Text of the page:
Fletcher-class Destroyers

Abbot’s Camouflage

Navy Camouflage Palette
Dark Grey
Sea Blue
Pale Grey
Navy Blue
Ocean Grey
Light Grey
Haze Grey
Deck Blue

One simple question is not easy to answer: What color was Abbot?

Most of the surviving photographs are in black and white, but it is still obvious that Abbot changed colors several times during World War II and again after re-commissioning in the 1950s and ’60s.

The U.S. Navy used many different camouflage techniques, called measures, during World War II. Each measure was numbered, and each paint color had a name and number. Generally, hulls had different colors than decks. On some destroyers exotic dazzle or wavy patterns were used, and on others just a liberal coating of dark blue-gray.

Some of the most common World War II colors are shown in the chart above. Rather than try to explain all Fletcher camouflage schemes, only Abbot’s three schemes are explained below. Links to excellent sources for naval camouflage information are listed at the bottom of this page, and examples can be seen on the main Fletcher page.

USS Kidd (DD 661)

No matter which camouflage measure was used, most surface warships shared certain features. A stripe of very dark or black antifouling paint known as boot-topping, which hid oil stains and discouraged the growth of barnacles, was generally used at the waterline; this coating was known as Mare Island 145A and it contained copper oxide and possibly mercury oxide in a plastic-like paint. An efficient dark red antifouling paint that contained copper oxide was employed on the bottom of the hull. This color was known as Norfolk 65-5F or 65A, but it would not normally be seen when the ship was at sea.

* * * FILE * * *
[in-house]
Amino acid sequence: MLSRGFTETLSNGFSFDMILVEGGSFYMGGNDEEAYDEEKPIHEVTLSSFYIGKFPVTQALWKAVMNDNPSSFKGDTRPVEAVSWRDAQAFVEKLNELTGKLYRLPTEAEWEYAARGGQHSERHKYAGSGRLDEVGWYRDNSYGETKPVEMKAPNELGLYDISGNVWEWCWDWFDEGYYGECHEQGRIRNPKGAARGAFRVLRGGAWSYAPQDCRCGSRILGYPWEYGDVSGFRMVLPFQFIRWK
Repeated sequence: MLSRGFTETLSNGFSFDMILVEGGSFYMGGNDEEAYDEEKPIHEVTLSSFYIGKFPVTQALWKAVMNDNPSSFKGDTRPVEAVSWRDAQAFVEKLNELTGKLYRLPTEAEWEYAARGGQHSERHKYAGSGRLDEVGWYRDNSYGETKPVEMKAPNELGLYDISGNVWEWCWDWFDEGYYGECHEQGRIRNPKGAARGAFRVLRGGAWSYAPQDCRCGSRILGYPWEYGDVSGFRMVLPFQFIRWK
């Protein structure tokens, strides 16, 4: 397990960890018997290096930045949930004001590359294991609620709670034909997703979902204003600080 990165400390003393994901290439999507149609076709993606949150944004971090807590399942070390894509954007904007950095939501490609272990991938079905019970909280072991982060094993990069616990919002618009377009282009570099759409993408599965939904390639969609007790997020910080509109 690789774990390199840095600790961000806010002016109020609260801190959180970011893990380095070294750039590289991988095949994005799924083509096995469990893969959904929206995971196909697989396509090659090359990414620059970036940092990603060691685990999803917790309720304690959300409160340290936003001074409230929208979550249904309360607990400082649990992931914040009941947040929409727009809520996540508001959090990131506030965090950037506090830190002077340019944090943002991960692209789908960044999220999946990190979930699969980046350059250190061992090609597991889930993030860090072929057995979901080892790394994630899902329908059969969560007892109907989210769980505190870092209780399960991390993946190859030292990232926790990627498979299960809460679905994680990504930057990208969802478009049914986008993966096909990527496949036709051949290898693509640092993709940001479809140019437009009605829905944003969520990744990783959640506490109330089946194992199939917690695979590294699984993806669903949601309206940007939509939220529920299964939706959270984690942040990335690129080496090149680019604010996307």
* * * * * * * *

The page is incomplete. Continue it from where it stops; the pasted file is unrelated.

In the recent photo at right, Abbot’s sister ship Kidd is seen in Measure 22 camouflage (used 1944 to 1945) with the boot-topping barely visible between the red antifouling keel paint and the prominent navy blue stripe. Abbot did not have a logo on its forward stack until the 1960s, and in 1944 to 1945 its hull number was painted in white near the bow along the border between the navy blue stripe and the haze gray (see photo below) but otherwise the appearance is identical.

The early dark blue — almost purple — camouflage schemes were notoriously susceptible to oxidation and fading, so after a few months ships with Measure 21 often appeared to be painted with a lighter shade of blue. The navy began to run short of blue pigment toward the end of the war, causing a shift to grayer colors such as Measure 22.

Here is the chronology of Abbot’s camouflage in World War II:

U.S.S. Abbot camouflage 1943-1945
USS Abbot (DD 629) 1943
(Measure 21)
USS Abbot (DD 629) 1943-45
(Measure 22)
USS Abbot (DD 629) 1945
(Measure 13)

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